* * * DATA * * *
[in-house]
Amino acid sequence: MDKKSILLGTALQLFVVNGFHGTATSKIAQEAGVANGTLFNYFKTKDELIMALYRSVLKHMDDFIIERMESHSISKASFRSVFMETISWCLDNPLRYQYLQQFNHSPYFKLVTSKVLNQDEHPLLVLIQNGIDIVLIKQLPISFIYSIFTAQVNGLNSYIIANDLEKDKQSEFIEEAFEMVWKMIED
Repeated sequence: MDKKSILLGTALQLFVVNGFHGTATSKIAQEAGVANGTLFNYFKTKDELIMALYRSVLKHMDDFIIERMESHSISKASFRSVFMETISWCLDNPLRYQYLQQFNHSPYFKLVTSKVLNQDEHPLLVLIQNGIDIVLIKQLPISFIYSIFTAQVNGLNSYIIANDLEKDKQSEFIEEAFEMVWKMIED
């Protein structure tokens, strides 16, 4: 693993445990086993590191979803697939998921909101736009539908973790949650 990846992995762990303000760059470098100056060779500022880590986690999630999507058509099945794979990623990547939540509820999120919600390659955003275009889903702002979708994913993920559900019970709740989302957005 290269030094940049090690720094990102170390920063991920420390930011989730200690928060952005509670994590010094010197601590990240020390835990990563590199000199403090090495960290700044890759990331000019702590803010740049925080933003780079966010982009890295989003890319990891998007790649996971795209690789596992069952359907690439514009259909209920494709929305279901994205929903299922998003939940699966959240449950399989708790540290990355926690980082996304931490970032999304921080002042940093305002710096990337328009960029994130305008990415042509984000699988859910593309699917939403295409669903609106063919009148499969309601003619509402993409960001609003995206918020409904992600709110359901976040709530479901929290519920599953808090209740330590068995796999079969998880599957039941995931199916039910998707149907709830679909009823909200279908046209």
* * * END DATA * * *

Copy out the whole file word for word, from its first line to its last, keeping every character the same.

[in-house]
Amino acid sequence: MDKKSILLGTALQLFVVNGFHGTATSKIAQEAGVANGTLFNYFKTKDELIMALYRSVLKHMDDFIIERMESHSISKASFRSVFMETISWCLDNPLRYQYLQQFNHSPYFKLVTSKVLNQDEHPLLVLIQNGIDIVLIKQLPISFIYSIFTAQVNGLNSYIIANDLEKDKQSEFIEEAFEMVWKMIED
Repeated sequence: MDKKSILLGTALQLFVVNGFHGTATSKIAQEAGVANGTLFNYFKTKDELIMALYRSVLKHMDDFIIERMESHSISKASFRSVFMETISWCLDNPLRYQYLQQFNHSPYFKLVTSKVLNQDEHPLLVLIQNGIDIVLIKQLPISFIYSIFTAQVNGLNSYIIANDLEKDKQSEFIEEAFEMVWKMIED
């Protein structure tokens, strides 16, 4: 693993445990086993590191979803697939998921909101736009539908973790949650 990846992995762990303000760059470098100056060779500022880590986690999630999507058509099945794979990623990547939540509820999120919600390659955003275009889903702002979708994913993920559900019970709740989302957005 290269030094940049090690720094990102170390920063991920420390930011989730200690928060952005509670994590010094010197601590990240020390835990990563590199000199403090090495960290700044890759990331000019702590803010740049925080933003780079966010982009890295989003890319990891998007790649996971795209690789596992069952359907690439514009259909209920494709929305279901994205929903299922998003939940699966959240449950399989708790540290990355926690980082996304931490970032999304921080002042940093305002710096990337328009960029994130305008990415042509984000699988859910593309699917939403295409669903609106063919009148499969309601003619509402993409960001609003995206918020409904992600709110359901976040709530479901929290519920599953808090209740330590068995796999079969998880599957039941995931199916039910998707149907709830679909009823909200279908046209």